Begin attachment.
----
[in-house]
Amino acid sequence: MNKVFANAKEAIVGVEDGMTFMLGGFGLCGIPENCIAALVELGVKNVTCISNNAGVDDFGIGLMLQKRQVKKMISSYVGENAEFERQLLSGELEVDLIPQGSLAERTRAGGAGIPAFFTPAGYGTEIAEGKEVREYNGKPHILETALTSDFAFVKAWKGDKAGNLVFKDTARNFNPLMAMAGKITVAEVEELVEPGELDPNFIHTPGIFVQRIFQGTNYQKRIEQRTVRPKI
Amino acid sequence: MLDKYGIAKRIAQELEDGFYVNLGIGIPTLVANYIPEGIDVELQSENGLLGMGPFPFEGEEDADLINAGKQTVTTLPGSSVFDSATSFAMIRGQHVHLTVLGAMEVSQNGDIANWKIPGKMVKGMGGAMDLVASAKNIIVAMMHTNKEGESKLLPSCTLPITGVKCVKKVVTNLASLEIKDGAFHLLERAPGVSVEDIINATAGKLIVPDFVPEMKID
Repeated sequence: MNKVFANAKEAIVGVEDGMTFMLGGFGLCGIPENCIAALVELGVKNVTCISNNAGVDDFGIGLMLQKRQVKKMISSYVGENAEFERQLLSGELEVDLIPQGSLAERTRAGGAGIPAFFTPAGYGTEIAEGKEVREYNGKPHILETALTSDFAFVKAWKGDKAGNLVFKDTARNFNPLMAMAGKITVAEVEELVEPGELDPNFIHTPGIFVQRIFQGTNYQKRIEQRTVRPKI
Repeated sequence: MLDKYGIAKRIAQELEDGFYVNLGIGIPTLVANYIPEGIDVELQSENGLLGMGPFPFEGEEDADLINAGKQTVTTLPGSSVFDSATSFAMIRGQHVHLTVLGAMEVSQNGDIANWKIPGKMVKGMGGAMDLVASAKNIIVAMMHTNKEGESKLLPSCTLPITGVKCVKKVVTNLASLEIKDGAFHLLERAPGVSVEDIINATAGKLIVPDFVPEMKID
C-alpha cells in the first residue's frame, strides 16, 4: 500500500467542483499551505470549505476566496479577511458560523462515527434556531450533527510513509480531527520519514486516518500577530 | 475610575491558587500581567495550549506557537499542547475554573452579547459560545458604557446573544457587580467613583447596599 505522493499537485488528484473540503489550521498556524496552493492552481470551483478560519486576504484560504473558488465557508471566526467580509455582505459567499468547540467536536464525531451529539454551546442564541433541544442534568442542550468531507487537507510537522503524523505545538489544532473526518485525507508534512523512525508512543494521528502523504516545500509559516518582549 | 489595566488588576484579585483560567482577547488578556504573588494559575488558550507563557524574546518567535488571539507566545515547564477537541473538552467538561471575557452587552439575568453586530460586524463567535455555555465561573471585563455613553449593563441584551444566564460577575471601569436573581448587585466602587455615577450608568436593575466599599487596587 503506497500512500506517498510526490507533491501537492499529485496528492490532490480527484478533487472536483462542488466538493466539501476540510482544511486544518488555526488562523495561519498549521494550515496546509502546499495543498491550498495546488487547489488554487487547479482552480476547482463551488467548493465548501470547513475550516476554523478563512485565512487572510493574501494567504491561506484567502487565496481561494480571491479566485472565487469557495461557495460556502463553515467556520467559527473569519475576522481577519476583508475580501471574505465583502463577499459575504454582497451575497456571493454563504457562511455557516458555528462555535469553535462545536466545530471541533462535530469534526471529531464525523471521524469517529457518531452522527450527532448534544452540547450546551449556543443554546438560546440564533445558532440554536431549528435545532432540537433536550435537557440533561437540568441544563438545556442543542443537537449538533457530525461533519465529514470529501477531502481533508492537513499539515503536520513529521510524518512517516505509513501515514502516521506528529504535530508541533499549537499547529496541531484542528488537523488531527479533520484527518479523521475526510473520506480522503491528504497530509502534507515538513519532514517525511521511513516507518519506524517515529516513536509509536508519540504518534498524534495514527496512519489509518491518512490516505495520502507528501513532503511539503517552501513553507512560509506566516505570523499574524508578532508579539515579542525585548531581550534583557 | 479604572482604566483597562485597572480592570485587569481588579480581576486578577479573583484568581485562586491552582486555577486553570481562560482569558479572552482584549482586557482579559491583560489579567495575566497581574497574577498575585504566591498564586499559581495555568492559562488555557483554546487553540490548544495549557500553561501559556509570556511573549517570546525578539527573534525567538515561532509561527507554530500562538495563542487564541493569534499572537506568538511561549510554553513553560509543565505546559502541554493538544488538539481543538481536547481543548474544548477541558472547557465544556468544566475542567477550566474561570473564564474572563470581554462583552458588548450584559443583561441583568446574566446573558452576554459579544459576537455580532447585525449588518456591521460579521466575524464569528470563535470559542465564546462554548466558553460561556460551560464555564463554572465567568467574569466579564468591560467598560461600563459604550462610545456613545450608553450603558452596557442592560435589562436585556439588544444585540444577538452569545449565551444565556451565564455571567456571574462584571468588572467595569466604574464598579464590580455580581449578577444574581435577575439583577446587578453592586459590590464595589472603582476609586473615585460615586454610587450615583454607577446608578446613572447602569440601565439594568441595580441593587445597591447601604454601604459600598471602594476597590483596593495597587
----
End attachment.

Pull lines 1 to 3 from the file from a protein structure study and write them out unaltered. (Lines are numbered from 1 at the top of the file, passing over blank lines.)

[in-house]
Amino acid sequence: MNKVFANAKEAIVGVEDGMTFMLGGFGLCGIPENCIAALVELGVKNVTCISNNAGVDDFGIGLMLQKRQVKKMISSYVGENAEFERQLLSGELEVDLIPQGSLAERTRAGGAGIPAFFTPAGYGTEIAEGKEVREYNGKPHILETALTSDFAFVKAWKGDKAGNLVFKDTARNFNPLMAMAGKITVAEVEELVEPGELDPNFIHTPGIFVQRIFQGTNYQKRIEQRTVRPKI
Amino acid sequence: MLDKYGIAKRIAQELEDGFYVNLGIGIPTLVANYIPEGIDVELQSENGLLGMGPFPFEGEEDADLINAGKQTVTTLPGSSVFDSATSFAMIRGQHVHLTVLGAMEVSQNGDIANWKIPGKMVKGMGGAMDLVASAKNIIVAMMHTNKEGESKLLPSCTLPITGVKCVKKVVTNLASLEIKDGAFHLLERAPGVSVEDIINATAGKLIVPDFVPEMKID